Permanent Alimony Is Still Alive and Well in Florida

Alan R. Burton Attorney at Law

Although there have been several recent attempts to abolish permanent alimony in Florida, all those recent attempts have failed.  Permanent alimony is still alive and well in the State of Florida.

So what does this mean to you, either as a potential recipient, or as a potential payor of alimony?  Permanent alimony is generally, as a rule, reserved for those cases in which the marriage has lasted at least 17 years.  Once that 17 year threshold is met, the potential for either paying or receiving permanent alimony is quite real.

An award of permanent alimony is not however, based solely upon the years of marriage between the parties.  The court is still required, and is mandated by Florida Statute 61.08 to consider the 10 factors listed in that statute regarding the award of alimony.

If the trial judge’s fails to make specific written findings as to each and every single factor regarding the award of alimony, the final judgment is subject to being reversed, and remanded back to the trial court for further findings.

The importance of filing a detailed and accurate financial affidavit in a family law case cannot be understated, which is especially true when you are dealing with the prospect of paying or receiving alimony.

Alimony is based on the reasonable needs of the party making the request, versus the financial ability of the other party to meet those reasonable needs.  For example, if a spouse is financially self-sufficient, there may not be a need for alimony, thereby relieving the other spouse of that financial obligation.

However, if the need does in fact exist it may be minimized by the other party’s efforts to impute a higher level of income to the party who is making the claim for an award of alimony.  Imputation of income means that a party is earning a level of income below which they are capable of earning, and the court therefore has the right to impute, or assign a higher level of income to that spouse.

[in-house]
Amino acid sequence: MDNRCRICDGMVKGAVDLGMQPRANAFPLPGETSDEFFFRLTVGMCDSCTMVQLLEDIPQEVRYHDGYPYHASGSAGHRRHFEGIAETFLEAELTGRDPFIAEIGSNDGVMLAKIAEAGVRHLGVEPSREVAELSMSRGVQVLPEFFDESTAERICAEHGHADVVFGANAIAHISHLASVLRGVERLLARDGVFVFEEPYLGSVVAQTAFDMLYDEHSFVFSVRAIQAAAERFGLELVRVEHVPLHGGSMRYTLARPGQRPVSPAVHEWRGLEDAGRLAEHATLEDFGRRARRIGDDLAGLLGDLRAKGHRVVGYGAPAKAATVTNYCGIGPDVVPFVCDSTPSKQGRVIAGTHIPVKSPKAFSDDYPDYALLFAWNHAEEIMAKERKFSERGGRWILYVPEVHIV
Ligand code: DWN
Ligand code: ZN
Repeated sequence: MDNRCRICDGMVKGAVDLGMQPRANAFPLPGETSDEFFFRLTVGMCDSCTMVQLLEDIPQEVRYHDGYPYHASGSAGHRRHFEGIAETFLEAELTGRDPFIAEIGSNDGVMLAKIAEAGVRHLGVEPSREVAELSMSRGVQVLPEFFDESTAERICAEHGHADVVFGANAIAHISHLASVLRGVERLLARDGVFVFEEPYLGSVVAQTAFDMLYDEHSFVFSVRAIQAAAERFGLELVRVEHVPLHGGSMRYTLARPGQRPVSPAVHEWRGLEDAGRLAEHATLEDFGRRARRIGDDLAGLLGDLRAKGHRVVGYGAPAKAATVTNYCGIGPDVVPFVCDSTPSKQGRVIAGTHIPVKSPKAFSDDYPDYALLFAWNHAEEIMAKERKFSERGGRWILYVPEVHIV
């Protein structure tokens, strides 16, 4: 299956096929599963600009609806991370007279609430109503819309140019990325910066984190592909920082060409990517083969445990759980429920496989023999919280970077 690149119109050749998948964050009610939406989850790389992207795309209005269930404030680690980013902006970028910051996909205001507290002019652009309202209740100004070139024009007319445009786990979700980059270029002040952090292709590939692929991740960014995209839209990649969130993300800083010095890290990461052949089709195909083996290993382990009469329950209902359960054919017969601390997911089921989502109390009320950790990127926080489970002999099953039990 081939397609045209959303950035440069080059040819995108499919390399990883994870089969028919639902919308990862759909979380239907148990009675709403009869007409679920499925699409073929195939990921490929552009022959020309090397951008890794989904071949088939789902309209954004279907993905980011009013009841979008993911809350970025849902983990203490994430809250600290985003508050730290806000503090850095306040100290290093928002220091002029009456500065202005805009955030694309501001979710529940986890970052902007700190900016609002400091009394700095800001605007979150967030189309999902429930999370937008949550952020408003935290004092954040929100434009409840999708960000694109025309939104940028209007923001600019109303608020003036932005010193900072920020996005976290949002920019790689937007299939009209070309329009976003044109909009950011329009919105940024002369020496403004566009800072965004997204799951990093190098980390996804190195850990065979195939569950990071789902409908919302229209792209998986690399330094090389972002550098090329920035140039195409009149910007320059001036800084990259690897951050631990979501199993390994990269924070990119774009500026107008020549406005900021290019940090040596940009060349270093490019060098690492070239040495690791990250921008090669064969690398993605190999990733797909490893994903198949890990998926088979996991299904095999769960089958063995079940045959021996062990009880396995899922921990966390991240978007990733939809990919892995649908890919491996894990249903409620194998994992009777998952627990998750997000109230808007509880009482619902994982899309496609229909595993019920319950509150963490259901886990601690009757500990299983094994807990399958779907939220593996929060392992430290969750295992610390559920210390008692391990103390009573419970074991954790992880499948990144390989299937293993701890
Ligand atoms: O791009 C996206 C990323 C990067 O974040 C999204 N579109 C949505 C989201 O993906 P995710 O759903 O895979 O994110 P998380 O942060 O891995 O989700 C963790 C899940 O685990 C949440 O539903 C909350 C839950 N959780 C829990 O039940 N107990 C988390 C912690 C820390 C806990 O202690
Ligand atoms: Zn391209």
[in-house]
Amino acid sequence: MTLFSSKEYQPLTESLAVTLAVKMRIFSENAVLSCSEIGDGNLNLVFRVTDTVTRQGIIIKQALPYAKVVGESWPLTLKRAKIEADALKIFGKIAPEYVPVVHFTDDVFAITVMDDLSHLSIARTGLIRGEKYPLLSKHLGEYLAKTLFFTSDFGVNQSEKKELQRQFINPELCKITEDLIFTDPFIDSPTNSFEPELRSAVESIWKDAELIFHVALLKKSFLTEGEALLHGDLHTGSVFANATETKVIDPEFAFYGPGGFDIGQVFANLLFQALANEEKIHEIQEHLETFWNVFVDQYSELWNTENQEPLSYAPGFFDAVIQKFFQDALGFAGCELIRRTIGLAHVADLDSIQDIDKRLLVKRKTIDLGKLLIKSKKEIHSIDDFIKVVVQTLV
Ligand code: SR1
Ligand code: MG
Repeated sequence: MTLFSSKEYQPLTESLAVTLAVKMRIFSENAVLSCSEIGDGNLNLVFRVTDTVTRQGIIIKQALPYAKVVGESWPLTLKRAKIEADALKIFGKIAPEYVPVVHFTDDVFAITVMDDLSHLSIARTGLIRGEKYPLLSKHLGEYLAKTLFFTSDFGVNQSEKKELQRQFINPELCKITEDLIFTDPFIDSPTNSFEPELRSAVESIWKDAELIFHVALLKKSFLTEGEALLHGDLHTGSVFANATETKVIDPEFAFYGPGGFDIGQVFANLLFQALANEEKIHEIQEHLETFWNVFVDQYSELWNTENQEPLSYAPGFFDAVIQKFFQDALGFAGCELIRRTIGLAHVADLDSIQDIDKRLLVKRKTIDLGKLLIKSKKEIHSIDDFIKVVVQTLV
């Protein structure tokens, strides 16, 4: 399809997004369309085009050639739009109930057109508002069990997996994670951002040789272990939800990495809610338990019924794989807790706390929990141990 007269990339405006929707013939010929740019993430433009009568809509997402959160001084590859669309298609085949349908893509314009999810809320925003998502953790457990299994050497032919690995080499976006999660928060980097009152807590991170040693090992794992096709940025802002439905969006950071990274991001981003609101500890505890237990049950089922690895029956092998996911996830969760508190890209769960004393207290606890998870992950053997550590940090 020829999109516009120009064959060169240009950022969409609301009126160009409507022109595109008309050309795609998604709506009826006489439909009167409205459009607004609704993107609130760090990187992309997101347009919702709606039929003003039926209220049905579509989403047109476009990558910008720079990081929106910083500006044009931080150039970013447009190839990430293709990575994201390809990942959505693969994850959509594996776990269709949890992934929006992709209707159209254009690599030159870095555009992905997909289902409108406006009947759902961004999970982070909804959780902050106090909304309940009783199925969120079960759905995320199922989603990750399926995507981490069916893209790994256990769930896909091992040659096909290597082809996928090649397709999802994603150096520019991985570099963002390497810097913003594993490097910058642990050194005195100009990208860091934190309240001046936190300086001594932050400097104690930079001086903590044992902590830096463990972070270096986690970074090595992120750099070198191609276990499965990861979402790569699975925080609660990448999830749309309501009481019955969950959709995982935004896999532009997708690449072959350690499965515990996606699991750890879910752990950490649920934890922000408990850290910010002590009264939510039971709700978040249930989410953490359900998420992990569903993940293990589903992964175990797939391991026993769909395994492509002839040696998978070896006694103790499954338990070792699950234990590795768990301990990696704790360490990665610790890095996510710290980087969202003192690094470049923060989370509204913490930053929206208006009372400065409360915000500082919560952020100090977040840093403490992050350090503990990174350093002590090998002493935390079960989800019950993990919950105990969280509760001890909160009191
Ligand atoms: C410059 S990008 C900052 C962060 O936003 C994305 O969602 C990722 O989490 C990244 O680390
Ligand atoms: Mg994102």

The imputation of income would obviously reduce the financial exposure on the part of the other spouse who may be required to pay alimony.

The imputation of income generally requires evidence as to the employability and potential jobs available to the spouse seeking alimony.  This would be based on the education and skills of the spouse seeking alimony.  Imputing income is not as simple as it may sound, since evidence of employment, consistent with the spouse’s education and training, must be established.

When alimony cases have the potential for substantial monthly amounts and for extended periods of time, it may be advisable to seek the assistance of a vocational evaluation expert.

If you would like to obtain additional information regarding the current law of alimony in Florida, please feel free to contact Alan R. Burton, marital and family law attorney in Boca Raton, Florida. He would be more than happy to speak with you and address any specific issues or concerns you may have regarding your particular situation.  He can be reached at 954-295-9222.  Call him today!

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